Too Much of a Good Thing - Sedum 'Autumn Joy'
I heard that the key to parenting is to make each child feel like they’re your favorite. I think this applies to plants as well. Some plants think that I favor them because I lavish so much attention on them, others think that I favor them because they are repeated all over my garden. Some think that they’re my favorite because they bloom when nothing else looks good, and some think they’re my favorite because no one else grows them and I specifically chose them.
I do have a favorite plant (please don’t tell them, I am relieved that plants can’t read). My favorite plant is Sedum spectabalis ‘Autumn Joy.’
It’s beautiful, it’s easy to divide, it grows well in the shade (shade delays flowering and if they get no sun they will be a little floppy, but they still look good and their succulent leaves add variety to hosta and ferns), it looks good the entire growing season, it attracts butterflies like mad, its flowers provide winter interest, and it blooms when many gardens start to look a little sad (early September for me).
It divides very well, and small divisions made in spring will usually be flowering size by September. The stems and leaves are incredibly easy to root. Not only will fresh cuttings root, but individual leaves will create new plants. If you take a single stem before it starts to yellow and put it sideways in a container with potting soil, you will probably have a new plant next spring.
I have too much of it. I bought six rooted plugs one spring about 20 years ago, and they were a little bigger than shot glasses. I have been dividing and propagating them for years. I have given them to friends, donated them to my garden club’s plant sale, and planted them around my garden. I have over 50 huge plants in my quarter acre garden.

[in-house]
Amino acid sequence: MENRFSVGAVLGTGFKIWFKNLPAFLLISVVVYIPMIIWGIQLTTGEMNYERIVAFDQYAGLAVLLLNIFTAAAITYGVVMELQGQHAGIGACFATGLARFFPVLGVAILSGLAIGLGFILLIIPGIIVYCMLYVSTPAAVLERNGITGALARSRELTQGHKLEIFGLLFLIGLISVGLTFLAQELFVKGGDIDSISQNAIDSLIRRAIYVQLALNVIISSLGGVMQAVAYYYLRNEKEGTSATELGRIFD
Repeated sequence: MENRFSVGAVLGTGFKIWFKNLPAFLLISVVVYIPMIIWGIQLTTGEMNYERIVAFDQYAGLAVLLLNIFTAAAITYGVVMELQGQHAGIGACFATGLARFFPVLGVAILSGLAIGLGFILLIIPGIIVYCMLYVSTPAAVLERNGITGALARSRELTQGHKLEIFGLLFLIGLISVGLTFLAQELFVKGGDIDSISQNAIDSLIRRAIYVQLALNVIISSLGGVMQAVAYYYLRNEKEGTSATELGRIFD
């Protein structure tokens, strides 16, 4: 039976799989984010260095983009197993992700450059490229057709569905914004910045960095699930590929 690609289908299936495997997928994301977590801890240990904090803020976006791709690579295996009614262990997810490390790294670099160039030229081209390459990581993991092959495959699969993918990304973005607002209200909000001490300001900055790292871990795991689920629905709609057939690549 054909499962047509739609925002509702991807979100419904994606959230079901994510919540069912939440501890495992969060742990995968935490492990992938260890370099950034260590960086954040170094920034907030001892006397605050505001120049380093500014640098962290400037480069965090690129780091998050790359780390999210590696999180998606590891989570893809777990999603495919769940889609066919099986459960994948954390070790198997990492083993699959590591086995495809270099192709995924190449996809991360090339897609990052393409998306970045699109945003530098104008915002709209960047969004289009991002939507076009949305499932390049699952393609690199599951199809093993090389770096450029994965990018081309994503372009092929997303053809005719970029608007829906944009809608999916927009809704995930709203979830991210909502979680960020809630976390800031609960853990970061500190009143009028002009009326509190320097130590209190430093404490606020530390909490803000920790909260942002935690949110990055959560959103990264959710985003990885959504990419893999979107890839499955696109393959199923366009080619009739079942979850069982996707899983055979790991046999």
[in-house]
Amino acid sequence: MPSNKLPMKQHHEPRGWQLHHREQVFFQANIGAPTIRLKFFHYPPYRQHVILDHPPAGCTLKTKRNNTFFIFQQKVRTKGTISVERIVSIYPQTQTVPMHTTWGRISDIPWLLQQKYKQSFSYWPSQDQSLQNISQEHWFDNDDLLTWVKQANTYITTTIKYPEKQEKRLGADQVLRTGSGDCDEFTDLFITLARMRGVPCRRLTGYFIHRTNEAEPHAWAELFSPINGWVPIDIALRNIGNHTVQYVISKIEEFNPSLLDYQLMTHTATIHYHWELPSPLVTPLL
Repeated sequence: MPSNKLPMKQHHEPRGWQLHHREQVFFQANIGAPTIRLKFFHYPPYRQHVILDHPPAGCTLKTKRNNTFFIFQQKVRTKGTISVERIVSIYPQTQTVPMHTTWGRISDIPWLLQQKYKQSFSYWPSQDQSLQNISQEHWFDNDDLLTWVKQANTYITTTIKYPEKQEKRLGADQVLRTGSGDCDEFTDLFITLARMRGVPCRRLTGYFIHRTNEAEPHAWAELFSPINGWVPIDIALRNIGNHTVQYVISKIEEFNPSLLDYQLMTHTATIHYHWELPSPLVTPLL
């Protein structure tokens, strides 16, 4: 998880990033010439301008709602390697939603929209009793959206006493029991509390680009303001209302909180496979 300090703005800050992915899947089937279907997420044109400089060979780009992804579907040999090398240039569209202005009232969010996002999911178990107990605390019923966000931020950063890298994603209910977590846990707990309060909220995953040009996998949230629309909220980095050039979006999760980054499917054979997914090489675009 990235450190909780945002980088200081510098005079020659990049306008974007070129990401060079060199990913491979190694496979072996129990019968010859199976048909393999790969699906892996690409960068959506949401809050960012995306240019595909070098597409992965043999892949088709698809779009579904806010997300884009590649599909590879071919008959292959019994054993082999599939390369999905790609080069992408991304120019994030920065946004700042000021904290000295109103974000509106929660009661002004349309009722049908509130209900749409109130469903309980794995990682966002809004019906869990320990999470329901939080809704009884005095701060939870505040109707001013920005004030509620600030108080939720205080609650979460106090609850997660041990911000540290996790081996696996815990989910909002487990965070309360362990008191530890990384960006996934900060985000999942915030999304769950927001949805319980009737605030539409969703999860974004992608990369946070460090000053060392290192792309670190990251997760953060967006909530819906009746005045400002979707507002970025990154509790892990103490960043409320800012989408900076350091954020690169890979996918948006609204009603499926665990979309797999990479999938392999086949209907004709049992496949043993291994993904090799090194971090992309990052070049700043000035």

I don’t think the excess looks bad. It’s a pretty plant and having dozens of them creates a rhythm throughout the garden - although it does look like a bit like a monoculture. The reason I decided to reduce their presence is because they take up room that could be devoted to another plant.
Planning for the entire season.
Constant bloom is tricky. You need to always have a flower in bloom, but the non-blooming plants are still there. I have found that perennials look a lot better before they bloom than they look afterwards. Sedum’s succulent growth always looks good. It starts of as a pretty rosette and it growth is very polite and upstanding. The broccoli-like flower buds start to show in early August, and they add lightness and texture to the border. The flowers start off a warm pink and the color deepens to match fall colors. They look great until frost, and even then they look pretty good (some sources rhapsodize about their winter interest - I am not as enthusiastic).
Most plants look better before they bloom than they do afterwards, but early bloomers sell better. Nurseries cater to clients who are enthusiastic in May and June, so they sell a lot of peonies and iris. Most people will only buy plants that are in bloom, and no one wants to dig in new plants in the hottest part of the summer. The result is that most gardens start to look haggard by the end of July. ‘Autumn Joy’ goes a long way towards keeping a garden cheery all season.
Because of its many virtues, I have jammed ‘Autumn Joy’ all over the garden. Did I mention that it’s far more shade tolerant than the label suggests? I know this because I have grown it everywhere. I need to remove some of it in order to make room for plants that bloom during lulls or give my September garden more variety. I need to round out my garden’s space-time continuum.
I am going to start now, as it’s beginning to bloom. Digging and dividing during bloom is usually not a good idea, but this plant can take it. I am going to start with the walkway on the south side of my garden. The walkway is about 40’ long and one side of the border has 15 huge plants. I am going divide the plants in situ, so I will have tons of new plants and hopefully the border will still be in lush bloom.